WHAT THE HELL

Kevin Brennan Writes About What It's Like

A cautionary tale for writers

Boy, was I happy when I got one of my new flash pieces accepted by an online literary mag! I hadn’t submitted anything new in ages, feeling like it would just be another exercise in futility, and I’ve kind of had it with those. When you gas up with futility, your wheels spin all the faster but you never move an inch.

But recently I wrote a bunch of flash stories—usually somewhere between 500 and 900 words—and started sending them around, and in about six weeks I learned that an outlet called Every Day Fiction liked my little piece, “An Impromptu Volcano.”

On the day of publication, I took a gander and thought it looked great, and I started linking to it on Twitter. Then I went back a few hours later and saw that some yahoo had left a comment on the post pretty much trashing the story! Now, no sooner do you finish reading the piece than you get his big fat thumbs down.

I clicked on his profile and found that he’s commented almost 2000 times on writers’ hard-wrought work, smearing many of them, I don’t doubt, with his fecal brand of criticism.

This is precisely why I, as editor of The Disappointed Housewife, don’t allow reader comments on the site. I want the works to stand alone there, not to be graffiti’d with any old sociopath’s verbal spray paint. It’s uncalled for. When you do that, you mar the writer’s work and potentially influence other readers, who might otherwise see the story in a more positive light.

So my caution to writers who submit to small online literary zines, and advice I’m taking myself from now on: Don’t send stuff to magazines that allow comments. They can become hostage to a handful of mean and vindictive bullies who control the “community.”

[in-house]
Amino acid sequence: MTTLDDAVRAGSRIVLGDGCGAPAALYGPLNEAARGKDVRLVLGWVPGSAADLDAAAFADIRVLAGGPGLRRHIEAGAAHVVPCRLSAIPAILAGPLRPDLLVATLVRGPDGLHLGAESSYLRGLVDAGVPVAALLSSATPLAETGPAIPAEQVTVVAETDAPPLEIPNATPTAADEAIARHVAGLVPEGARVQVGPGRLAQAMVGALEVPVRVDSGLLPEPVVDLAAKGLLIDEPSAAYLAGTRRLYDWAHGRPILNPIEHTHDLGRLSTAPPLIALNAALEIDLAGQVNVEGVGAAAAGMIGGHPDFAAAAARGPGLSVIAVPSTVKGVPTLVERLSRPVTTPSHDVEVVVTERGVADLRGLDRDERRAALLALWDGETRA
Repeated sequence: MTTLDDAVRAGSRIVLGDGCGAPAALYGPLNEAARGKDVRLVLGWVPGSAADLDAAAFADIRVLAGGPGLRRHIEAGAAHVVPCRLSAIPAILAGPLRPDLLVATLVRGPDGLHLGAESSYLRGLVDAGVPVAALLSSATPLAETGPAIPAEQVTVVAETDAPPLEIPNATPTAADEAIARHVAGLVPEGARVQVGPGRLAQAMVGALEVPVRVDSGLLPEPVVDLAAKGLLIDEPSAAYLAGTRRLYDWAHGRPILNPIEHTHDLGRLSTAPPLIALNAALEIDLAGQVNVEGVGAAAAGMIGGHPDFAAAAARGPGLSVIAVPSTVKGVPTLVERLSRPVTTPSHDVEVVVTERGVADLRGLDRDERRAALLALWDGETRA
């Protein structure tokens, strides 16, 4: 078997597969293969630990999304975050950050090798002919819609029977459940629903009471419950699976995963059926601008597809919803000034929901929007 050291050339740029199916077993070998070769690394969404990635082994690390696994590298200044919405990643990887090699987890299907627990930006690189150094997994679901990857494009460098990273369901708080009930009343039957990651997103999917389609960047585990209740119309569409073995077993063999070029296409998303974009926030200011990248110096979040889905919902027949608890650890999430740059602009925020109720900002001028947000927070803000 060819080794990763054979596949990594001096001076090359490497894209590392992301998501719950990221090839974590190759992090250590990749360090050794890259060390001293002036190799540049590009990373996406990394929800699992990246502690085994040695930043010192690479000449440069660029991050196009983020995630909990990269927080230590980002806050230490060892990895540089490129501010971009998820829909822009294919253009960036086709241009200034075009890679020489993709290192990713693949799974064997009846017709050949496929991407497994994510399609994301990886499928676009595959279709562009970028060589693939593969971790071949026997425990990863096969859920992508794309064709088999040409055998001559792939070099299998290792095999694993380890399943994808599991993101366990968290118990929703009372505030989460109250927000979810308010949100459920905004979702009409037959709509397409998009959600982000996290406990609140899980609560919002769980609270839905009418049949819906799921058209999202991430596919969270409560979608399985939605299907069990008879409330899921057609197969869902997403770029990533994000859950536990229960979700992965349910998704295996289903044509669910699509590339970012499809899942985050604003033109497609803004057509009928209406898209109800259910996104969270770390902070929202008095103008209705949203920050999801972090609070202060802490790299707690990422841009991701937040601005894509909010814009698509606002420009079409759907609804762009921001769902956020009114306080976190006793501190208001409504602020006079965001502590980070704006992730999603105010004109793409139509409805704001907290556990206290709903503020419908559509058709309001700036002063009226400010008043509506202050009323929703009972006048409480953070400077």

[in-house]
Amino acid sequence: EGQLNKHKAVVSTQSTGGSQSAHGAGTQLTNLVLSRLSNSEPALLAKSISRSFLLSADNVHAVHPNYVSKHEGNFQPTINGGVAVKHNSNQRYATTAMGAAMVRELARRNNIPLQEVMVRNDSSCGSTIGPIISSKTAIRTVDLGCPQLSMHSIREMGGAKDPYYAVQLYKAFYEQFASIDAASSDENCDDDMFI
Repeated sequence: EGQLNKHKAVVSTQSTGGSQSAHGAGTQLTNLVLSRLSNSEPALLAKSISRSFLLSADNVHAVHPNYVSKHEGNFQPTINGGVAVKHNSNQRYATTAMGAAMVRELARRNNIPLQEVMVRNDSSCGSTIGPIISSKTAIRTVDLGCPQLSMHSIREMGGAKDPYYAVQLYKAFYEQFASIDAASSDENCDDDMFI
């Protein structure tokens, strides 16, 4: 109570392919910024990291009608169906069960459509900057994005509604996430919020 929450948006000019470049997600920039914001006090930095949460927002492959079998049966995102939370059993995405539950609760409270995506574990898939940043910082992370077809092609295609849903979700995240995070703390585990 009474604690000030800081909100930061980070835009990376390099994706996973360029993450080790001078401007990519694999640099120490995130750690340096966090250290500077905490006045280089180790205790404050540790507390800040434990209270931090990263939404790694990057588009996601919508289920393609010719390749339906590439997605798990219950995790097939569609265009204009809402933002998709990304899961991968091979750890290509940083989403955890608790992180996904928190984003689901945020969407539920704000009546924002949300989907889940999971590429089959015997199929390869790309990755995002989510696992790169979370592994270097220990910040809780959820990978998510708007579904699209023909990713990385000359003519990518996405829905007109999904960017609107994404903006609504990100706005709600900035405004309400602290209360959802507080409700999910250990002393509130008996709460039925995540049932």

Think about it. Print journals don’t have spontaneous marginalia scribbled by readers. That’s called defacing a text. Readers get to see the pristine page and make up their own minds about the quality of the work.

Bottom line: If you click on the link to “An Impromptu Volcano,” skip the comments!

6 comments on “A cautionary tale for writers

  1. TamrahJo
    October 8, 2020

    Congrats on the publication! Re: comments – sigh – reminds me of the ‘Those who can …Do! Those who can’t……Critique..?? LOL

  2. Marie A Bailey
    October 11, 2020

    Just consider what a miserable life that person must live. Congrats on the publication 🙂

    • Kevin Brennan
      October 12, 2020

      That’s what I was thinking … but in a much coarser way. 😉

      • Marie A Bailey
        October 13, 2020

        Snicker … but you have seen the other comments? Don’t let one “resident critic” ruin the pleasure of several complimentary comments. By the way, I loved your bit of fiction. A volcano popping up in someone’s backyard. Sort of the flip side of Florida where we have sinkholes that suddenly open up in someone’s backyard.

      • Kevin Brennan
        October 13, 2020

        I did see the nice ones, and appreciated ’em. But the a’hole put a bad taste in my mouth because he seemed to make a point of being the first. Probably his M.O.

        I wonder which is worse: a sinkhole or a volcano … ?

      • Marie A Bailey
        October 15, 2020

        Sinkhole. Tragic true story: a sinkhole opened up under a house in Tampa (I think) during the night. One guy fell into it. I don’t think he was ever found. His brother almost fell in. At least with the volcano, you can get away.

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This entry was posted on October 8, 2020 by in Publishing, Writing and tagged , , .
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